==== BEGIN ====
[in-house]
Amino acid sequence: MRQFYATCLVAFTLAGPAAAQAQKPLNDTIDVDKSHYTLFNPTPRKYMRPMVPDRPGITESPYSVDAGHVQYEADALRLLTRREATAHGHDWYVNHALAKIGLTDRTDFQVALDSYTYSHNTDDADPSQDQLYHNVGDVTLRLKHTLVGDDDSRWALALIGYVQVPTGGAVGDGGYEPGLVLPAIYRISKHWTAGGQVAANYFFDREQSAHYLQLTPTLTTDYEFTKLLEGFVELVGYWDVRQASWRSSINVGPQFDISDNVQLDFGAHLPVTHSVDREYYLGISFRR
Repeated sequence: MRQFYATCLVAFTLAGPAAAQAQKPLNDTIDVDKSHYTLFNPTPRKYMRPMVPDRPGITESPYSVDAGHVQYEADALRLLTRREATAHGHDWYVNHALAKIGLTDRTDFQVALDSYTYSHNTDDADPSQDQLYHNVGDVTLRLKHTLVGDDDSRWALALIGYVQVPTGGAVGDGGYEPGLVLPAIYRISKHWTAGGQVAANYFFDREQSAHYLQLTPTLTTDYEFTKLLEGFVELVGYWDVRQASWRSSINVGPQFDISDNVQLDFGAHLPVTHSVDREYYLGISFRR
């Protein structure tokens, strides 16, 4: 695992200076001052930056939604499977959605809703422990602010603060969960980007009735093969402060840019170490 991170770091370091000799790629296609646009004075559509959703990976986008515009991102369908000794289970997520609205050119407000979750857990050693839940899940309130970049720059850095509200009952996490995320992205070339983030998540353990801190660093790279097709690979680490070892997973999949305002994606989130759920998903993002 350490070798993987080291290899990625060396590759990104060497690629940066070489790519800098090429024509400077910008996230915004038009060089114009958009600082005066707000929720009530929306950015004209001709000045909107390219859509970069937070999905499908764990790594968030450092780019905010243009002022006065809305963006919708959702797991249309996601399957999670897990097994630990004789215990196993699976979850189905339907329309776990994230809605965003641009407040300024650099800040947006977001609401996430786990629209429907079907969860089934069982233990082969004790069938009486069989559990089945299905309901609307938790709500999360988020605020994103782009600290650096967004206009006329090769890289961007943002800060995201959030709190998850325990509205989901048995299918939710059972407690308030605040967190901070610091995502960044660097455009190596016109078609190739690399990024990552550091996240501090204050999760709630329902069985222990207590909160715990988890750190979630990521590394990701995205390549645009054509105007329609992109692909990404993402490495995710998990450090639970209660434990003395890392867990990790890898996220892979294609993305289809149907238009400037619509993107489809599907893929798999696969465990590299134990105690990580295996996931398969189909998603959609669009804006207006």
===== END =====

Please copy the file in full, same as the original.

[in-house]
Amino acid sequence: MRQFYATCLVAFTLAGPAAAQAQKPLNDTIDVDKSHYTLFNPTPRKYMRPMVPDRPGITESPYSVDAGHVQYEADALRLLTRREATAHGHDWYVNHALAKIGLTDRTDFQVALDSYTYSHNTDDADPSQDQLYHNVGDVTLRLKHTLVGDDDSRWALALIGYVQVPTGGAVGDGGYEPGLVLPAIYRISKHWTAGGQVAANYFFDREQSAHYLQLTPTLTTDYEFTKLLEGFVELVGYWDVRQASWRSSINVGPQFDISDNVQLDFGAHLPVTHSVDREYYLGISFRR
Repeated sequence: MRQFYATCLVAFTLAGPAAAQAQKPLNDTIDVDKSHYTLFNPTPRKYMRPMVPDRPGITESPYSVDAGHVQYEADALRLLTRREATAHGHDWYVNHALAKIGLTDRTDFQVALDSYTYSHNTDDADPSQDQLYHNVGDVTLRLKHTLVGDDDSRWALALIGYVQVPTGGAVGDGGYEPGLVLPAIYRISKHWTAGGQVAANYFFDREQSAHYLQLTPTLTTDYEFTKLLEGFVELVGYWDVRQASWRSSINVGPQFDISDNVQLDFGAHLPVTHSVDREYYLGISFRR
């Protein structure tokens, strides 16, 4: 695992200076001052930056939604499977959605809703422990602010603060969960980007009735093969402060840019170490 991170770091370091000799790629296609646009004075559509959703990976986008515009991102369908000794289970997520609205050119407000979750857990050693839940899940309130970049720059850095509200009952996490995320992205070339983030998540353990801190660093790279097709690979680490070892997973999949305002994606989130759920998903993002 350490070798993987080291290899990625060396590759990104060497690629940066070489790519800098090429024509400077910008996230915004038009060089114009958009600082005066707000929720009530929306950015004209001709000045909107390219859509970069937070999905499908764990790594968030450092780019905010243009002022006065809305963006919708959702797991249309996601399957999670897990097994630990004789215990196993699976979850189905339907329309776990994230809605965003641009407040300024650099800040947006977001609401996430786990629209429907079907969860089934069982233990082969004790069938009486069989559990089945299905309901609307938790709500999360988020605020994103782009600290650096967004206009006329090769890289961007943002800060995201959030709190998850325990509205989901048995299918939710059972407690308030605040967190901070610091995502960044660097455009190596016109078609190739690399990024990552550091996240501090204050999760709630329902069985222990207590909160715990988890750190979630990521590394990701995205390549645009054509105007329609992109692909990404993402490495995710998990450090639970209660434990003395890392867990990790890898996220892979294609993305289809149907238009400037619509993107489809599907893929798999696969465990590299134990105690990580295996996931398969189909998603959609669009804006207006």